There’s also a complimentary shuttle and Handi Van service for persons with disabilities. You could UBER/Lyft it if you live close enough or better yet use the bus from Waikiki. Note that no taxis will be allowed in the park.

3. Plan to Make a Day Out of It

Last year we arrived at the park around 3:00PM after having lunch at Ala Moana Center’s food court. We highly recommend picking up water and snacks for the kids.

Getting there early means you and the kids can spend the entire afternoon swimming and “people watching” after finding a nice spot in front of a giant screen (which they have all over the park). The quality of the sound and picture was great. Although crowded, everyone makes room for you to sit down and enjoy the hour long show which includes the history of the Lantern Floating ceremony.

TIP —> Keep your children close as it does get very crowded. Also, this is not a good event to bring pets as they could be trampled.

4. Be Prepared to Get Wet

Once it was announced that we could release our lanterns, everyone just turned around and faced the ocean. Every person who has a lantern will have the opportunity to float it as others move aside after floating theirs into the ocean.

As we got closer to releasing the lantern, (be prepared to get thigh-high/waist-high wet) we just thought about our loved ones, and how much we missed them.

TIP —> Remove your valuables from your pockets before entering the water!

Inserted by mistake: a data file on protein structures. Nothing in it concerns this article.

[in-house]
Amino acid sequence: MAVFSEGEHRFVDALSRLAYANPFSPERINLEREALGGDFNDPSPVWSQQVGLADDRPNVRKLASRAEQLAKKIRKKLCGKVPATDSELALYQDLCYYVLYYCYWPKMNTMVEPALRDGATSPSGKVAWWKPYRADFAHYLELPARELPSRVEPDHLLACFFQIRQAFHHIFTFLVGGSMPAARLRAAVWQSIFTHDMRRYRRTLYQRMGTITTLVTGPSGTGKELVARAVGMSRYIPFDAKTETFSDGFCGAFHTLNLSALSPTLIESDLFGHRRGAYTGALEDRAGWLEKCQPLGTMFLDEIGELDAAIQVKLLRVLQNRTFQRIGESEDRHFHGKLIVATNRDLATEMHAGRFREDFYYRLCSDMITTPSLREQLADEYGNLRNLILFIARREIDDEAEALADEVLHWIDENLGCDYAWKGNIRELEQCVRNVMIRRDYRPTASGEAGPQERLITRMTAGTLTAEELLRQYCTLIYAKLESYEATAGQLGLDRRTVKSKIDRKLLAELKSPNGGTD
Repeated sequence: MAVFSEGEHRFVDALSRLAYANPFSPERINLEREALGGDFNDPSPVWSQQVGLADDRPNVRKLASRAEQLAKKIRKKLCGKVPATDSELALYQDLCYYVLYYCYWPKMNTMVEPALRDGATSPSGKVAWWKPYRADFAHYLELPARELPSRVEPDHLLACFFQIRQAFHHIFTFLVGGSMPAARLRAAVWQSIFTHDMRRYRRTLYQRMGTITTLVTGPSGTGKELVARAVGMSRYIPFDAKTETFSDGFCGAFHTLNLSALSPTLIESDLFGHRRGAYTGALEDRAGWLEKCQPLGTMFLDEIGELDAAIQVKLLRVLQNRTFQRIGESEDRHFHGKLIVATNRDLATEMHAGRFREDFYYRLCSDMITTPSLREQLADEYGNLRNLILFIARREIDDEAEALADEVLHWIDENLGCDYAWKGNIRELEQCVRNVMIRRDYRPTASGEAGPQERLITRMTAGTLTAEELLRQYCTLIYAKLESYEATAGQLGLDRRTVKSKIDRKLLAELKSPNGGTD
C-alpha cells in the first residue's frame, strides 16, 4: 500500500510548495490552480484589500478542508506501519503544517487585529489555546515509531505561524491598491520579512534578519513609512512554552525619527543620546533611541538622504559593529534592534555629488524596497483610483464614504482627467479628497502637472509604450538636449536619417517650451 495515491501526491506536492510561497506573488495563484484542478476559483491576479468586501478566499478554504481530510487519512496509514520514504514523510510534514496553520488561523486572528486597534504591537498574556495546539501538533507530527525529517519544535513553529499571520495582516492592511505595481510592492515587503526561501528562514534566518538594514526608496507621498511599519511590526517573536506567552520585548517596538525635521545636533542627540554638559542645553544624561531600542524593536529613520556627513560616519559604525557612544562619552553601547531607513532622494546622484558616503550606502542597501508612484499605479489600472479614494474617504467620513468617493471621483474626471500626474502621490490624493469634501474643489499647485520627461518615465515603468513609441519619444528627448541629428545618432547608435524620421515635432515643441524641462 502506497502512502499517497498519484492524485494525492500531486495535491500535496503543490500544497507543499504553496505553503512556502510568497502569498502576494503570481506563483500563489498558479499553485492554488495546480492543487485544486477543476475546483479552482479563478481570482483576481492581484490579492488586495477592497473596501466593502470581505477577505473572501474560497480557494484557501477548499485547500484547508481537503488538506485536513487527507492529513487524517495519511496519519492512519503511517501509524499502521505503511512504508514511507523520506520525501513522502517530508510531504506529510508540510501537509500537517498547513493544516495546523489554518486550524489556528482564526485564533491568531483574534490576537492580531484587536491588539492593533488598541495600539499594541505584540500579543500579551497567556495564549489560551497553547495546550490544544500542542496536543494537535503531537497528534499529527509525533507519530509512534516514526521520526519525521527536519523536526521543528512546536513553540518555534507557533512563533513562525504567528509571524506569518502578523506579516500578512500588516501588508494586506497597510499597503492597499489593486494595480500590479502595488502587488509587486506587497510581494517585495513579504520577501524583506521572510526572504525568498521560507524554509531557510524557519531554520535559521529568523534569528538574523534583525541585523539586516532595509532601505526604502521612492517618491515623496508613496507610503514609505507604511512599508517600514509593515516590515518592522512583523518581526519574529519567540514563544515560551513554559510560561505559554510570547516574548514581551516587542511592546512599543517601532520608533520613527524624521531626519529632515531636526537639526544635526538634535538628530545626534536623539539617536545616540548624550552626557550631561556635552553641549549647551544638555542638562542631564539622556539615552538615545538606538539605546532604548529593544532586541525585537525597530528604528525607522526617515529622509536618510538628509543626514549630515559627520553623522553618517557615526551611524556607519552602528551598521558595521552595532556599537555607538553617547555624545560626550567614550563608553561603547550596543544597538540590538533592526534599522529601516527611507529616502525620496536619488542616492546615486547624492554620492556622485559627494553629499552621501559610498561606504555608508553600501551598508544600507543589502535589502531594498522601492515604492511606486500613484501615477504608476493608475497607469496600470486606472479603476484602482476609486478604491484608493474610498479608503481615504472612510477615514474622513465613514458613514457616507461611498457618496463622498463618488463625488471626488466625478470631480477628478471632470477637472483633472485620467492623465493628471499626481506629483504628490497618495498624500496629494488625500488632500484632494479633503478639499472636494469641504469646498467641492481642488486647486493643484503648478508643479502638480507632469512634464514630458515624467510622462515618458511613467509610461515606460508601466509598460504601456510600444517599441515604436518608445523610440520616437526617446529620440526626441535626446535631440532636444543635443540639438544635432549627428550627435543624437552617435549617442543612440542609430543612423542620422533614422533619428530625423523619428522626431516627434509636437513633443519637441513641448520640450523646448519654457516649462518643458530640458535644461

5. Keeping Our Oceans Safe

Lanterns are retrieved from the ocean by volunteers after the ceremony. The lanterns are then cleaned and refurbished for use the following year. With that in mind, write your remembrances only on the paper top and not the foam base of the lantern, and be careful not to puncture the lantern base.

The Lantern Floating Hawaii festival is truly touching and a memorable experience for all who participate. Something you don’t want to miss when visiting our beautiful island, this is a must-attend for visitors and locals alike!


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Recommended Reading for Planning Your Trip to Hawaii

If you’re looking for family-friendly things to do on our islands, look no further! We’re a local Hawaiian family that spends six months of the year on Oahu and the rest, traveling the world, culinary worldschooling our children along the way. Here are some posts to help you plan your journey to our islands. Don’t forget to also check out our Hawaii archives page for more.